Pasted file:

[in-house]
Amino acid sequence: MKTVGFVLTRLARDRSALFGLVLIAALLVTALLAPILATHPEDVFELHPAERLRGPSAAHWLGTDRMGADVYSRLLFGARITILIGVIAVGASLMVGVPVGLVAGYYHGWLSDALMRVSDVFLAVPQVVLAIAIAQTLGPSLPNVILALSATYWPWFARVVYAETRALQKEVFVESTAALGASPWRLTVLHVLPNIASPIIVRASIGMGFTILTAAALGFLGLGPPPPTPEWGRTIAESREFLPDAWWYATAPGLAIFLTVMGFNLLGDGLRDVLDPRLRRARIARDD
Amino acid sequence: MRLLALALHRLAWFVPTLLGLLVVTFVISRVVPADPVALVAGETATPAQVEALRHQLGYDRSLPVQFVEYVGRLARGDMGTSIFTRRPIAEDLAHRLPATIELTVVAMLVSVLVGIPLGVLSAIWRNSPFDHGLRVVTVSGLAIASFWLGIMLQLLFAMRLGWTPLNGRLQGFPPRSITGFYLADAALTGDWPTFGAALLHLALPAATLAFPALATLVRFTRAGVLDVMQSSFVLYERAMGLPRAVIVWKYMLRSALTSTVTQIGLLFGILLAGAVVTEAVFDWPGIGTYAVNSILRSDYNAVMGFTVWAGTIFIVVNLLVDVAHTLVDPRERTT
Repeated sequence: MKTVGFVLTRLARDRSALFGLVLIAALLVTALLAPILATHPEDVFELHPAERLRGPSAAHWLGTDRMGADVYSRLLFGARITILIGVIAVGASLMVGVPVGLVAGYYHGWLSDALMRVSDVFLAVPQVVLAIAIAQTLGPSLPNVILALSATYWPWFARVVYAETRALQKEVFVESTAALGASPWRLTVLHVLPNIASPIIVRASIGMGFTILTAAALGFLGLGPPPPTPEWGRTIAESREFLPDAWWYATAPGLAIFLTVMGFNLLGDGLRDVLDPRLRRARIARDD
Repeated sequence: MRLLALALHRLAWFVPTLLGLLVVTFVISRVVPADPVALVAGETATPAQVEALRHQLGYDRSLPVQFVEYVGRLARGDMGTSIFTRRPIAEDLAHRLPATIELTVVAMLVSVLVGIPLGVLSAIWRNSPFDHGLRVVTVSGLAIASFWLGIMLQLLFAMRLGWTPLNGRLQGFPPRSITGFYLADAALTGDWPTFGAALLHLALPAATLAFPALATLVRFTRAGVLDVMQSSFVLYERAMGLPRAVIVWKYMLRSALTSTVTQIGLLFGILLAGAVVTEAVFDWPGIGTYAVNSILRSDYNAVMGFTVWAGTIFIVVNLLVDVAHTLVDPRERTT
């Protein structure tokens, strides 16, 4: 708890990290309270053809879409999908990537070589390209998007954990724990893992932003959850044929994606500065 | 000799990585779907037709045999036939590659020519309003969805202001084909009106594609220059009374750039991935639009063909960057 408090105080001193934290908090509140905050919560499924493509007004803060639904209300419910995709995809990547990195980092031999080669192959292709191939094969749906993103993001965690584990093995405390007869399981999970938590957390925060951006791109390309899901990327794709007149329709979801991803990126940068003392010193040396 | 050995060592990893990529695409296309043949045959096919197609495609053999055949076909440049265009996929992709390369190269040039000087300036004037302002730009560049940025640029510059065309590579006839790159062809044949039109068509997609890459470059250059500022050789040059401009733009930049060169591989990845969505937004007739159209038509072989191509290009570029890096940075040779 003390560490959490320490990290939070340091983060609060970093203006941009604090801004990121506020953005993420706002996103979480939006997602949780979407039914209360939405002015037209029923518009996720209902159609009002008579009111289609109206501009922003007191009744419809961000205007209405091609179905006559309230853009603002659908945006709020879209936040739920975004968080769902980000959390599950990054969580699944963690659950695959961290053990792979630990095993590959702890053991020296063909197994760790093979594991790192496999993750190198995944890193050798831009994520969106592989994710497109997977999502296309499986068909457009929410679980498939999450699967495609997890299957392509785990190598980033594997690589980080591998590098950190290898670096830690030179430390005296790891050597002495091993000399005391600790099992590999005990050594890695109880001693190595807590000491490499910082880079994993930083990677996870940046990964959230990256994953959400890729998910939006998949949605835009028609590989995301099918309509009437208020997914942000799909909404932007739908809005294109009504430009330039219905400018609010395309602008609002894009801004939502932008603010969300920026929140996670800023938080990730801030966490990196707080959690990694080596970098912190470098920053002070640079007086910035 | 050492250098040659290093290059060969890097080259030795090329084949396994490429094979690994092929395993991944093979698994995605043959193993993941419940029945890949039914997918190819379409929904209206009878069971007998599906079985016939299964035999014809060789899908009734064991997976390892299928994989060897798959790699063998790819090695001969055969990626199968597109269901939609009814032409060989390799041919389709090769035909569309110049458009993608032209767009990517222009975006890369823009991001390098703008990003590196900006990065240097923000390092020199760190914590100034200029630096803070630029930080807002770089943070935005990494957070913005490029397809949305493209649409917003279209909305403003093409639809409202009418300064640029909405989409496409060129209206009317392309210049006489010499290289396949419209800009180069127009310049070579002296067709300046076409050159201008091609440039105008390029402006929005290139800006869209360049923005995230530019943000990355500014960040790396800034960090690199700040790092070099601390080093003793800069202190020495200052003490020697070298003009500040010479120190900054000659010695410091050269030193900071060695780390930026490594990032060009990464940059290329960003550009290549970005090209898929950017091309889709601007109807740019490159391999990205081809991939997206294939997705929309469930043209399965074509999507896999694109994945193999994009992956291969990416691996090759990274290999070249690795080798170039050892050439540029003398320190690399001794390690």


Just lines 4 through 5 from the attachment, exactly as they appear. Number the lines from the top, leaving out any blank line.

Repeated sequence: MKTVGFVLTRLARDRSALFGLVLIAALLVTALLAPILATHPEDVFELHPAERLRGPSAAHWLGTDRMGADVYSRLLFGARITILIGVIAVGASLMVGVPVGLVAGYYHGWLSDALMRVSDVFLAVPQVVLAIAIAQTLGPSLPNVILALSATYWPWFARVVYAETRALQKEVFVESTAALGASPWRLTVLHVLPNIASPIIVRASIGMGFTILTAAALGFLGLGPPPPTPEWGRTIAESREFLPDAWWYATAPGLAIFLTVMGFNLLGDGLRDVLDPRLRRARIARDD
Repeated sequence: MRLLALALHRLAWFVPTLLGLLVVTFVISRVVPADPVALVAGETATPAQVEALRHQLGYDRSLPVQFVEYVGRLARGDMGTSIFTRRPIAEDLAHRLPATIELTVVAMLVSVLVGIPLGVLSAIWRNSPFDHGLRVVTVSGLAIASFWLGIMLQLLFAMRLGWTPLNGRLQGFPPRSITGFYLADAALTGDWPTFGAALLHLALPAATLAFPALATLVRFTRAGVLDVMQSSFVLYERAMGLPRAVIVWKYMLRSALTSTVTQIGLLFGILLAGAVVTEAVFDWPGIGTYAVNSILRSDYNAVMGFTVWAGTIFIVVNLLVDVAHTLVDPRERTT